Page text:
“People don’t go to QLD for a cultural experience”

Yes, that’s what I heard from my Australian friend when I told him about going to Queensland Museum and Queensland Art Gallery. On the one hand, he was right. The space designed for those institutions is huge but in fact, there is not much to see. On the other hand, such visit leads to some serious conclusions.

Southbank is  a sort of cultural district of Brisbane where most of public events promoting national culture take place as well as major galleries and museums are located. Luckily, I was there during the final day of Clancestry Festival (a celebration of country) and had a look at a marketplace with Aboriginal and Torres Strait Islander art and craft. Those items were absolutely unique: handmade paintings, masks, bags, bracelets and didgeridoos! Anyone could also participate in various workshops reffering to the Aboriginal art. Awesome!

Next stop, Queensland Museum. I was very surprised (but at the same time, quite happy) with the fact that there were mostly families in there. I found really amazing how Aussies want their children to participate in such events and exhibitions from their early years. Although the massive line to the ticket office was caused by a  dinosaurs exhibition, each parent took it for granted to show their kids also places in the museum reffering to the national history and heritage. And, in my opinion, that’s how the true sense of patriotism should be created.

The museum itself is entertaining for everyone, even though is designed mostly to catch children attention. Thus, there was particularly one section which I’d like to take a comment on. It’s called ‘The Courage of Ordinary Man – three stories of the Victoria Cross’ and describes lives and special contribution to the country of three soldiers on the Western Front in World War 1. You can read pieces of their poetry, letters, see their Victoria Cross medals and learn about their achievements. I can understand  that great sacrifice since I come from the country which suffered a lot during the World War 2 and I appreciate their actions but … I mean .. if we wanted to create such exhibitions describing heroic death of our soldiers, we would have one at every second corner, probably. I don’t want to be taken wrong, since I really think that such exhibitions are crucial when it comes to building a national heritage and history, I just mean the scale of it. Still, it’s definitely worth seeing.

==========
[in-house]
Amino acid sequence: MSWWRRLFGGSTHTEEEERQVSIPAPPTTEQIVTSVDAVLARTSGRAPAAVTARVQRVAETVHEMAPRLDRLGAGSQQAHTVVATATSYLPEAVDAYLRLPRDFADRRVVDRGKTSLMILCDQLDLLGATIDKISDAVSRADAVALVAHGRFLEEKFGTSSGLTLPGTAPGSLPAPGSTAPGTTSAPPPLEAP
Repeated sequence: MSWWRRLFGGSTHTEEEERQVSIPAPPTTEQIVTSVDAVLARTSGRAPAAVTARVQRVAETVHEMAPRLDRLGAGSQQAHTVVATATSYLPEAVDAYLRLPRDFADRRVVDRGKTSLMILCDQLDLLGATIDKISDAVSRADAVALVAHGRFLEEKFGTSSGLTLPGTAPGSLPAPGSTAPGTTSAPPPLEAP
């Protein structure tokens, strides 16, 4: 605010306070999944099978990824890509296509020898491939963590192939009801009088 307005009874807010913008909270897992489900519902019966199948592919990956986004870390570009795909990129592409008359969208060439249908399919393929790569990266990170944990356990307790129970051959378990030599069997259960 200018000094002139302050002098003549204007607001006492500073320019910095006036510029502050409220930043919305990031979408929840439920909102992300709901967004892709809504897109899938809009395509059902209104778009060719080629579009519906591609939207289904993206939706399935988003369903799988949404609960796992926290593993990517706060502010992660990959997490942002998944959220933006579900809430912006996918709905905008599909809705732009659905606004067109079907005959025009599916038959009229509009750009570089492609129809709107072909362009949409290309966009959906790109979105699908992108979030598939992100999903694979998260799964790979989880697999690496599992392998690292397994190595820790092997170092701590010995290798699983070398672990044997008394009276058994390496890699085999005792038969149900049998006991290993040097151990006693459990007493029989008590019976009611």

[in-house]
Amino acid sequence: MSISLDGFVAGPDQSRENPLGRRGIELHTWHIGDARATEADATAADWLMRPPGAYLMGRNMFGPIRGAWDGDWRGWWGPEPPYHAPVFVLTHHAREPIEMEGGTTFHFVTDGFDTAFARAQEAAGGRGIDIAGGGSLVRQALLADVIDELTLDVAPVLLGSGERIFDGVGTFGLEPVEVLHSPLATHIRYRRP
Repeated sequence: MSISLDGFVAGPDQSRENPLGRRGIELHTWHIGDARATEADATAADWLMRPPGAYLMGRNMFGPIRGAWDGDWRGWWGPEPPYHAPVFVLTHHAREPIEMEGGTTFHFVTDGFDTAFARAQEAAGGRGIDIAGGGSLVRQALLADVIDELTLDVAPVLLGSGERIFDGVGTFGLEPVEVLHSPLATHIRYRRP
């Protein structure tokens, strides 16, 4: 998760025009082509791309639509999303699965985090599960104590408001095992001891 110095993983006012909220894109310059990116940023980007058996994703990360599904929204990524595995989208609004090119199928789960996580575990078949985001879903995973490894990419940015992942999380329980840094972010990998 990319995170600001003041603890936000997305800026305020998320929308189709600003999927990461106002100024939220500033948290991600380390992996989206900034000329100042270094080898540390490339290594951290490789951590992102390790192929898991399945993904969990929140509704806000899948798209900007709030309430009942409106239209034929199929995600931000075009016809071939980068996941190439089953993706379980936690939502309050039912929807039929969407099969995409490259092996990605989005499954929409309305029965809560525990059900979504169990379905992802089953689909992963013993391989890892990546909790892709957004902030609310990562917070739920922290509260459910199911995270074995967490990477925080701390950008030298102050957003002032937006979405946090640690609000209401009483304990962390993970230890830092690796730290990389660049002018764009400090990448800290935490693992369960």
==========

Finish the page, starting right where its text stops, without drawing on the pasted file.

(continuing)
Last but not least, Queensland Art Museum and another divergent thoughts: the gallery is  attractive from an architectural  point of view, but the collection is not very rich. I disliked a bit the fact that the section reffering to European Art covers a really small space (and it’s not even divided clearly to the epoque or style, which might be particularly confusing for those who are not familiar with it) compared to other exhibitions (there was one exposition consisted only of different sized rulers (yes, rulers) and coverd nearly one-third of a huge room).

Again, don’t take me wrong, I enjoyed the visit and even admire how Australians try to promote their culture, but when it comes to a comparison, European museums can provide a much greater sense of, let’s say, cultural feeling, if you know what I mean.

I will for sure visit places like that in Sydney and Melbourne, to sorf of, catch the pattern of how that all works in here, so I hope to change my mind a bit 😉

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2 Responses to “People don’t go to QLD for a cultural experience”

  1. Marie Philipp says:

    Have you visited the contemporary art museum in Brisbane, yet?

    • aga says:

      No, haven’t been there yet, but being honest: I’m not the biggest fan of contemporary art ;). Hoping to visit Fire-Works Aboriginal Gallery though!

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